> RUSTFLAGS='-C link-arg=-s'  cargo build --release

The embedded files are static and sent to webui as is, without any kind of template engine processing; the costly DOM tree manipulation is off-loaded to the web-browser.

Buildroot Verity Setup – Rootfs Integrity

I investigated the usage of Verity feature of Linux kernel, ingrating this feature into the OpenCritis environment. The Verity Device Mapper of the Linux kernel is verifying the integrity of a read-only file system (eg partition rootfs) using a Merkle tree; over the data blocks of the file system. If signing the top hash, the authenticity and integrity of the rootfs can be enforced while booting and during runtime!

Source: Wikipedia, Merkle Tree

Credits: Nathan Barrett-Morrison did a very good posting explaining the details

Locking down U-Boot Environment

Performing secure boot U-Boot, the U-Boot-Env in mmc or flash should be static, read-only. In case of A-B boot concept as being used for OpenCritis, the bootloader needs to know the active partition to boot into. Therefore 3 variables shall be writable only, being stored in U-Boot Environmentn, namely

boot_order: Hex value, either “AB” or “BA”
boot_a_left: Dec value counting the number of trials, by default 3
boot_b_left: Dec value counting the number of trials, by default 3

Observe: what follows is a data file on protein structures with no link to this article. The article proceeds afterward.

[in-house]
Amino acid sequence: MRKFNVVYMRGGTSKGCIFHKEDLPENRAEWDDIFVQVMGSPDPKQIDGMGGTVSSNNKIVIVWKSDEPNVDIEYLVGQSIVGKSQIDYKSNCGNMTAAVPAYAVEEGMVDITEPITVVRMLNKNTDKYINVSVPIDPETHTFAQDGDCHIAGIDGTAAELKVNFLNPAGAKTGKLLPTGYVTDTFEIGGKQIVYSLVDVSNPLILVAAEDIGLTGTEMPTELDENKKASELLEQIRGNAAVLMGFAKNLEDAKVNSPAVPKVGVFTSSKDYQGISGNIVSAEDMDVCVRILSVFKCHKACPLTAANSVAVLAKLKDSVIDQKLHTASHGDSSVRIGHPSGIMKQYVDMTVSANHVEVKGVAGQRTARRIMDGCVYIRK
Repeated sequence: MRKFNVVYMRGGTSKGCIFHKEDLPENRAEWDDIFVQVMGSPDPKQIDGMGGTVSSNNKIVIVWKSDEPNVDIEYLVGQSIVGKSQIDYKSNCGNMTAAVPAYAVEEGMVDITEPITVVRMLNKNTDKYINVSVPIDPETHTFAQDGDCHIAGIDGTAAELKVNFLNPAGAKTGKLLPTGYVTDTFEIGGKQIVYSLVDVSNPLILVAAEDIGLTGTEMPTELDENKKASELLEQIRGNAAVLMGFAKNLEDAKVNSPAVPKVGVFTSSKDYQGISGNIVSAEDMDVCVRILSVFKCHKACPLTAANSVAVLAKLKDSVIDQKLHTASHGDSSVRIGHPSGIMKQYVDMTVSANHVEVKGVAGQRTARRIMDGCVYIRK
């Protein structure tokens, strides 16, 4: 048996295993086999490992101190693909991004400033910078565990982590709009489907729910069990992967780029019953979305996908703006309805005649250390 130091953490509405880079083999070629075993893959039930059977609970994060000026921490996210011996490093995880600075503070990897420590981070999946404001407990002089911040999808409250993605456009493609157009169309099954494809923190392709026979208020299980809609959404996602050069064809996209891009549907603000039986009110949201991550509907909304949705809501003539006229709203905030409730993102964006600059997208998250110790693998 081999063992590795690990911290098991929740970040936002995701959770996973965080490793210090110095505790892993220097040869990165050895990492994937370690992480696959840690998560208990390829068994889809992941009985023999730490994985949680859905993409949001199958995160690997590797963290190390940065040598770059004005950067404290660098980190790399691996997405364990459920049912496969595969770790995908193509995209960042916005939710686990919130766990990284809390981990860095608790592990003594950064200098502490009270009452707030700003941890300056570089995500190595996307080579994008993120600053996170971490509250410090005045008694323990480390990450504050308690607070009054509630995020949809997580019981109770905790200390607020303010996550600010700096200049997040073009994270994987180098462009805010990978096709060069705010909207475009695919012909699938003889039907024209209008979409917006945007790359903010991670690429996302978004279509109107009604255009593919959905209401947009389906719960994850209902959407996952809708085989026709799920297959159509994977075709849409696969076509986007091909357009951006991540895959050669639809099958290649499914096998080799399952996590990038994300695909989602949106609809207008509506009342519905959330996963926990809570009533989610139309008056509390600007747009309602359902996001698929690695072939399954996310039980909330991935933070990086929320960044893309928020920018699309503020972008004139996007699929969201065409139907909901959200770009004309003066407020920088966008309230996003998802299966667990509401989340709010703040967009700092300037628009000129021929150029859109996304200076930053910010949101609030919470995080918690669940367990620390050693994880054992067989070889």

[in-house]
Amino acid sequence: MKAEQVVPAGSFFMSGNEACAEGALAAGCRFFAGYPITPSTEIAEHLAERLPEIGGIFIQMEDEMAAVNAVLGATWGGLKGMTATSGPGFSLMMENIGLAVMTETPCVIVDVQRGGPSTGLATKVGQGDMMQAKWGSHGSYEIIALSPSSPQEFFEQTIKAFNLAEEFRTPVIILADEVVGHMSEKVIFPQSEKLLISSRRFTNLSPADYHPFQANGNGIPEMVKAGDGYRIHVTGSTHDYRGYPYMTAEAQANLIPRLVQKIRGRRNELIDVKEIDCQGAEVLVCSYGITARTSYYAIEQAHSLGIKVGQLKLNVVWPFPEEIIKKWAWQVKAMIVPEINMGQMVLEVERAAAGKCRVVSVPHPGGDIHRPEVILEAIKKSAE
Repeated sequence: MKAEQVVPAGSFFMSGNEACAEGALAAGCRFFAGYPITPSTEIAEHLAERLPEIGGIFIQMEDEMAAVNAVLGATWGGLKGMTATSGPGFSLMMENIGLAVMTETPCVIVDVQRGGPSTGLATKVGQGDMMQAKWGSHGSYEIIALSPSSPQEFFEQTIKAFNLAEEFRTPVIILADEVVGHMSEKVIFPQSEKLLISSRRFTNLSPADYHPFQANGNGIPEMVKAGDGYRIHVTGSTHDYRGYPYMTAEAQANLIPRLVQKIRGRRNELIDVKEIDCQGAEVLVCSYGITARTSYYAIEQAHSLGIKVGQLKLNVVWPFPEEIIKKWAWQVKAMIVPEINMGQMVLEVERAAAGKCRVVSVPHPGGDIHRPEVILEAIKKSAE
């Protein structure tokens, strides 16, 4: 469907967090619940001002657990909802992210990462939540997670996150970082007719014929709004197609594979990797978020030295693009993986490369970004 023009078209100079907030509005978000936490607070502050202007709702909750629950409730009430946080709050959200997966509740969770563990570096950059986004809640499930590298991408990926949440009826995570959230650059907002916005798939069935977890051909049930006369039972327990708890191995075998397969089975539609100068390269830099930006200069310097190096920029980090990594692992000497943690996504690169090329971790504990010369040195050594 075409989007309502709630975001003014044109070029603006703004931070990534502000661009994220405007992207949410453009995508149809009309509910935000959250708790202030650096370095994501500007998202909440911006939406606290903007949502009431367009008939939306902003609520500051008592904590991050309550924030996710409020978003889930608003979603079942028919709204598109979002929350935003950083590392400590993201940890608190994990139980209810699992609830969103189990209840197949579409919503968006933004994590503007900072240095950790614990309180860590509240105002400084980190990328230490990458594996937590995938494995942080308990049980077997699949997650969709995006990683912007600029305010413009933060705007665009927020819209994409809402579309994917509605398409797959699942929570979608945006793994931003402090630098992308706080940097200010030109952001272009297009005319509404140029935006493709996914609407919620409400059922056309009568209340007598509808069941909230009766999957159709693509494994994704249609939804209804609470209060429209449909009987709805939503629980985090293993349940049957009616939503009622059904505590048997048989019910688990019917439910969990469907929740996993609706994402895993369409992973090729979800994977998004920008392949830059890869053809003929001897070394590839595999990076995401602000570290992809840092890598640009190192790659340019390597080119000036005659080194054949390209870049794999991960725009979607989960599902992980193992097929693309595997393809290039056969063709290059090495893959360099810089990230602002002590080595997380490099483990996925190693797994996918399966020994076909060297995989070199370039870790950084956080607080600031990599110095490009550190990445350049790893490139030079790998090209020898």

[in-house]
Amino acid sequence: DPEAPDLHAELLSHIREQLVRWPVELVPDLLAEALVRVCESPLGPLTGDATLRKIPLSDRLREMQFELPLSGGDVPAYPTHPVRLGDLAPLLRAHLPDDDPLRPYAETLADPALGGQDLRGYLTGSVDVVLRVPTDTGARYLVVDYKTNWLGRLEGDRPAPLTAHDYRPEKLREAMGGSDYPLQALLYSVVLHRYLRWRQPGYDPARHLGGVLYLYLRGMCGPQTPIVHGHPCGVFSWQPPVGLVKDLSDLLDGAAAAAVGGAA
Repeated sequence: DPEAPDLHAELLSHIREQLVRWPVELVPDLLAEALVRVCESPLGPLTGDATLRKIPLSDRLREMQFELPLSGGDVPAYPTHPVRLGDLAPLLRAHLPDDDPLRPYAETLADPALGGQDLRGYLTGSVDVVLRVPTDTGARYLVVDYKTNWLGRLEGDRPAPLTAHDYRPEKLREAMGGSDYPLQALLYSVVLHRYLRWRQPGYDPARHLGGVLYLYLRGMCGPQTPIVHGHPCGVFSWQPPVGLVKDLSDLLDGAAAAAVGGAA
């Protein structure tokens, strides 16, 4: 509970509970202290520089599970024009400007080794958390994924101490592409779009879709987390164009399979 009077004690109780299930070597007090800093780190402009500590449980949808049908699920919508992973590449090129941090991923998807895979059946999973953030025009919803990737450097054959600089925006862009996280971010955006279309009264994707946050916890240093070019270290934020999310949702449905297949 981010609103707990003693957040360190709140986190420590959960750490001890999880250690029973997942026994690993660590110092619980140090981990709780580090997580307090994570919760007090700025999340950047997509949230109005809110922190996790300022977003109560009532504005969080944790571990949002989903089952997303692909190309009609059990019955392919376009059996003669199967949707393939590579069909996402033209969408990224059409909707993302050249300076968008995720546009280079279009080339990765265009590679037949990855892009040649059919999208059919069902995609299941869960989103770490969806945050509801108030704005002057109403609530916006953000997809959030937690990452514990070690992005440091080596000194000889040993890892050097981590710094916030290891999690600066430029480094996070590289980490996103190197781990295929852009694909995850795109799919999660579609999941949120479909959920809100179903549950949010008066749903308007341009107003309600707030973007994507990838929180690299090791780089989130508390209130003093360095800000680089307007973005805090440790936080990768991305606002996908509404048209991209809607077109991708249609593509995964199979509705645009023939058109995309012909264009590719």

To acieve this setup the uboot defconfig should have the following setup:


In the board header file (eg. include/configs/qemu-arm.h) the following definitions must be added , for example as patch file.

#define CONFIG_ENV_FLAGS_LIST_DEFAULT "boot_order:xw,boot_a_left:dw,boot_b_left:dw"
#define CONFIG_ENV_FLAGS_LIST_STATIC  "boot_order:xw,boot_a_left:dw,boot_b_left:dw"

See the following README explaining the flag attributes:

IPv6 resolving hostnames faster

The title of this post might be misleading. IPv6 is not faster than IPv4, but nowadays applications assume IPv6 being the default, having an implication onto the time to establish a connection to a remote host.

Before an application is able to connect to a specific host, first its hostname has got to be resolved via DNS to get to know the corresponding remote IP address.

By default the resolver tries to resolve the corresponding IPv6 address first. If this does not succeed within specific timeout, the resolver is falling back to IPv4.

Thus, if you want to speed up the connection times of your applications, make sure both, your local network and also your internet provider, are supporting IPv6.

If your internet provider does not support native IPv6, it might be better to disable IPv6 in your local network as well, to prevent your local applications from using IPv6 at all.

Do not contract an internet provider for your home area network without IPv6 support!

From the other side of the table, in case you are providing an internet service, your customers might try to connect to your IPv6 service endpoint first, just falling back to IPv4 later. So, your IPv6 endpoint will provide a better usability for your customers.